Up until 2008, the Liberals sup­ported the Labour government’s spend­ing plans, but now the Conser­vatives and Liberal’s spending cuts are 50 per cent higher than those formerly proposed by Labour. But Mr Ratter asked the audience not to worry, if another left wing govern­ment does come along, then Nick Clegg would be bound to have a safe Tory seat by then.

Mr Ratter concluded by saying that the new government’s policies will lead to a long slow decline in Liberalism in Shetland. Perhaps the politicians had not thought about this very much, but they need to, and they need to think about it hard and now.

The final speaker of the evening was Tavish Scott who was quick to refer to previous comments made about the manufacturing industry, especially in Scotland where he had recently been arguing hard for the continued manufacture of ship­building in the Firth of Clyde.

Mr Scott felt that there had been too much talk of politics in the short term during the evening and that the bigger picture needed to be seen and a longer term view needed to be taken.

Mr Scott was also vehement in rejecting the allegations made by opposing speakers that there was no philosophical base for the party’s current politics.

Many people across the board of politics espouse the values of Lib­eral­ism and Liberalism has often had to fight for its position. Roy Jenkins was heard to once say that the part had not shot itself in the foot but dam close to the heart as well. But Liberals have always fought back and always maintained a pres­ence and would continue to do so.

Some doubting Thomas’s have said that every year the Liberal hear­se pulls up at the Liberal assembly but every year it departs empty.

The party was here to provide real answers to local questions and the Liberal party will not be a party of any class, non discrimination is at its core.

The Liberals will continue to chal­lenge Labour. Kinnock lost and lost, Blair won and won, but what will Milliband do?

The unlocking of power is poss­ible and it has already begun, democratic reforms would help to take a control of parliament.

The party will always fight for the underdog and will stand up to challenges, especially financial chal­lenges brought about by the City. The party will look to the politics of the environment as well and will take forward a process of international reform. The Conser­vatives do not sit on international forums but the Liberals will.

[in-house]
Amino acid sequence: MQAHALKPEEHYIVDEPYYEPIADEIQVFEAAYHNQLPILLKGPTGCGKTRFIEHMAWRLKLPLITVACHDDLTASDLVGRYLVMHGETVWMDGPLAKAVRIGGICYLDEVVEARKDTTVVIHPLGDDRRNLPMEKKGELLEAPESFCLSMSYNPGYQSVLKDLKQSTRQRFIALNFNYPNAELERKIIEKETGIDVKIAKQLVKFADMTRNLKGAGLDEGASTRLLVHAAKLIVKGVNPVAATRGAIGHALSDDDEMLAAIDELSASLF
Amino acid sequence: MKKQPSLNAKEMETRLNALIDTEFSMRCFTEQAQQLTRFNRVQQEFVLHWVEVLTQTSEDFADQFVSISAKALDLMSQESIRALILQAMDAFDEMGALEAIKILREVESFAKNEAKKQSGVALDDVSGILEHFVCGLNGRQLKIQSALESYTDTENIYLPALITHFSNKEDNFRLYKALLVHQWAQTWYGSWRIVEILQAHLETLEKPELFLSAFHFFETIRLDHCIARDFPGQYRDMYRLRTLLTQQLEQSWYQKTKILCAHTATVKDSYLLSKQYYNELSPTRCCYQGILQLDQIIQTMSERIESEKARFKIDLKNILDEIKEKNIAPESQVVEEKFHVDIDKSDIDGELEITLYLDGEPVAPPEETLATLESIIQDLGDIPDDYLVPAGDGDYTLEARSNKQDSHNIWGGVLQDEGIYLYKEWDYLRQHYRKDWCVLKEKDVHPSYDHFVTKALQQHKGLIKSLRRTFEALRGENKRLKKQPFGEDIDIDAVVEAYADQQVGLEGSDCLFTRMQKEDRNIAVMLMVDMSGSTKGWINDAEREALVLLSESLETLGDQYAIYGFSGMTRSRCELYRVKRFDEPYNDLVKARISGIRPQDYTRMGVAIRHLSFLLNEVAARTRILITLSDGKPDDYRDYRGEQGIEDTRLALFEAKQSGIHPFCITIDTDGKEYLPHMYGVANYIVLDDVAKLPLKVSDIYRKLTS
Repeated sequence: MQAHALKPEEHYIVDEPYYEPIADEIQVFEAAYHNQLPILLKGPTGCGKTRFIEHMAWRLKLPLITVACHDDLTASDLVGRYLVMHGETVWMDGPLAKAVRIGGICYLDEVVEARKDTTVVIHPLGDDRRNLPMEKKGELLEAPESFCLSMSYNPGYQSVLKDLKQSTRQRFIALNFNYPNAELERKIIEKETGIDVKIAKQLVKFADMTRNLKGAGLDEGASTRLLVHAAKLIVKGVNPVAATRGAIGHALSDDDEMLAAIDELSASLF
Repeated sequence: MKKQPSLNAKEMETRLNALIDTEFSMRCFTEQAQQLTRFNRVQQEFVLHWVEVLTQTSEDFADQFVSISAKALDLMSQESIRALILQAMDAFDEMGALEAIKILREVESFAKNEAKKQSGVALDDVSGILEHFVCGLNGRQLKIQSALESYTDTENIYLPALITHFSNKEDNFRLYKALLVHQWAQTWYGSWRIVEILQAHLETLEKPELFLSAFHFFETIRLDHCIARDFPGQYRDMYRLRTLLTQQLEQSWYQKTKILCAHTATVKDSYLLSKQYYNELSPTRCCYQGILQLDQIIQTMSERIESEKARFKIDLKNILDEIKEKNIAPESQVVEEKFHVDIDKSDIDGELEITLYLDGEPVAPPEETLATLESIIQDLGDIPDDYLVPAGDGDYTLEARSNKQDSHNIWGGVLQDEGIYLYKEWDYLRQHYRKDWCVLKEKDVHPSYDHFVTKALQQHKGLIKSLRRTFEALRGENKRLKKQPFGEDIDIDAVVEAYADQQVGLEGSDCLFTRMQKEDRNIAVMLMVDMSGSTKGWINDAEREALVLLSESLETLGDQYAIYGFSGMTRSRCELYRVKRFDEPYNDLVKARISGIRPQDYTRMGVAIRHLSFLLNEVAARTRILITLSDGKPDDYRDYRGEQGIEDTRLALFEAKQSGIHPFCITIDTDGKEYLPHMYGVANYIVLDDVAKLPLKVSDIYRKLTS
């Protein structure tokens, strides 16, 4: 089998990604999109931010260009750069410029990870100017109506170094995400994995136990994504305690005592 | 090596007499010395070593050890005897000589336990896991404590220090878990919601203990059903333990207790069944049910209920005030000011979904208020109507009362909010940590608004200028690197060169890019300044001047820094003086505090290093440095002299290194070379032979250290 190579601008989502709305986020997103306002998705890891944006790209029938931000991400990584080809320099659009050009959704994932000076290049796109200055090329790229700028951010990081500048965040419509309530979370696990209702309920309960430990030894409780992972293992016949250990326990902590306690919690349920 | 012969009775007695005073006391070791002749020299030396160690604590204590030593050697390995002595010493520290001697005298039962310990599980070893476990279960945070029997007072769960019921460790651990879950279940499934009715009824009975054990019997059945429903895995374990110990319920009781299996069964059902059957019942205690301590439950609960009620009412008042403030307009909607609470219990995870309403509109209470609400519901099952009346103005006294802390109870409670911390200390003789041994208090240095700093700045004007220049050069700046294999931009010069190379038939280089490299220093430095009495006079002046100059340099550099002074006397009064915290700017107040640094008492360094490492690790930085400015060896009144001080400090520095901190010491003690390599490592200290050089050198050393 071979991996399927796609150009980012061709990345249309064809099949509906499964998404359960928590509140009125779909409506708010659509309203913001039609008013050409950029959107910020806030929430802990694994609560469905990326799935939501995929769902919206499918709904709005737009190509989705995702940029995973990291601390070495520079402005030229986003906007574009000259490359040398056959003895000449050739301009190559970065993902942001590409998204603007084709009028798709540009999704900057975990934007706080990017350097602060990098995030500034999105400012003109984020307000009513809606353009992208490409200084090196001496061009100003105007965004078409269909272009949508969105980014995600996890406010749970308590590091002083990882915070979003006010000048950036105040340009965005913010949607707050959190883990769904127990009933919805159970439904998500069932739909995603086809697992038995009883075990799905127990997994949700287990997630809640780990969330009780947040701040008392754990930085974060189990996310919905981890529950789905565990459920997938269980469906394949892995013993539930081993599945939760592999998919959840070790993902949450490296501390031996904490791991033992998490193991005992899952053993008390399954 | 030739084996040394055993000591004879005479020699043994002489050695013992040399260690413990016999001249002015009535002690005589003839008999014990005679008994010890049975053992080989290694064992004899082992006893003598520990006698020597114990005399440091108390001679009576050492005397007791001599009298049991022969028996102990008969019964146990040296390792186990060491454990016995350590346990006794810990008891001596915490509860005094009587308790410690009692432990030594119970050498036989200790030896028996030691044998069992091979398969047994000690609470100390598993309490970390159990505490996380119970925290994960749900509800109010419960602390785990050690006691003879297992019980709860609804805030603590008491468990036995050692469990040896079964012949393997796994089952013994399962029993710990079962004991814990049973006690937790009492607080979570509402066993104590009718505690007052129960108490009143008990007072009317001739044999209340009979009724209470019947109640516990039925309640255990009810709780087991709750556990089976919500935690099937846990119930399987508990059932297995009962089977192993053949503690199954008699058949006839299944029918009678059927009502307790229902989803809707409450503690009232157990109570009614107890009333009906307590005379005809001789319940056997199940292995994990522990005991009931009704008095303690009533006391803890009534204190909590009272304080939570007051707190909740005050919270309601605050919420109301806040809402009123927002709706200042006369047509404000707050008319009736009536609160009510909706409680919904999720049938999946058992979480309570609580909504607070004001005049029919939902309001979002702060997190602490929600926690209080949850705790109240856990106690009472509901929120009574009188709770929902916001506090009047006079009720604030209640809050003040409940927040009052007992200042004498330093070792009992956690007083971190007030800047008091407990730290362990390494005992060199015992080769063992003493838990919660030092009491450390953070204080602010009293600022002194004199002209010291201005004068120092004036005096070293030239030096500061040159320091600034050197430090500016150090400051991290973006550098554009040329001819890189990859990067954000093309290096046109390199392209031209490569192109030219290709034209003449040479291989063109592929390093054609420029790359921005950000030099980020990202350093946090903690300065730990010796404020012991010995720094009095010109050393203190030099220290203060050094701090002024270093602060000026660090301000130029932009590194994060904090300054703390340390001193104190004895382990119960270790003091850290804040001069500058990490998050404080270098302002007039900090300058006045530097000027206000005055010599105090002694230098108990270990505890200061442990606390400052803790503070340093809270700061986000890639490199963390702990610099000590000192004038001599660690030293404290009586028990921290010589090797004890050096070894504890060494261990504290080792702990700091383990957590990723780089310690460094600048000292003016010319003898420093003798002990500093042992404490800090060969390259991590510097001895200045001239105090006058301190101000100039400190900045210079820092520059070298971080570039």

Mr Scott concluded by saying that people would always criticise government, but instead of this why not get it to work for you too.

Mr Scott concluded by asking: “Are the Liberals dead? No. Are they alive? Yes, and they will be alive for years to come.” After the break, questions came quickly from the floor. It was good to see a group of school pupils from Brae High School, secondaries one through six, who had made a special trip to the meeting. The pupils asked some very relevant questions around the issues of child benefit being cut as well as broken promises to students.

Several members of the audience wanted to know that if the coalition government really could stem the flow of national debt what effects national problems were likely to have on local residents?

Points were raised about the new system of Work Fair with some audience members agreeing that it would limit the time available for the unemployed to actually look for work. Another point raised was that while Liberalism was not dead, it was certainly not very well and while many would accept comprom­ise, distinct promises were made before the general election and these promises seem to have been reneged upon already.

In summing up, Mr Carmichael was keen to allay the school pupils’ fears about student fees and stated that it was not the government’s intention to increase the burden of student debt. Vince Cable had come up with a much fairer system of main­tenance support and the coali­tion government is not going to go away.

Dr Wills picked up on the idea of there being no alternative to the coalition government, but he felt that indeed there was and there are alternatives in the form of involving more minority parties, also that the speed of spend­ing cuts has indeed been too much too fast and too soon and that these cuts have been brought down on the poorest in society with a blunt Tory cleaver.

At the end of the evening, the votes swung with 24 voting for the motion, 29 against and 10 people heading home still undecided and so the motion was defeated.

The next meeting of The Althing social group is on Saturday 11th December when the motion will be “Tesco is bad for Shetland”.

Laura Friedlander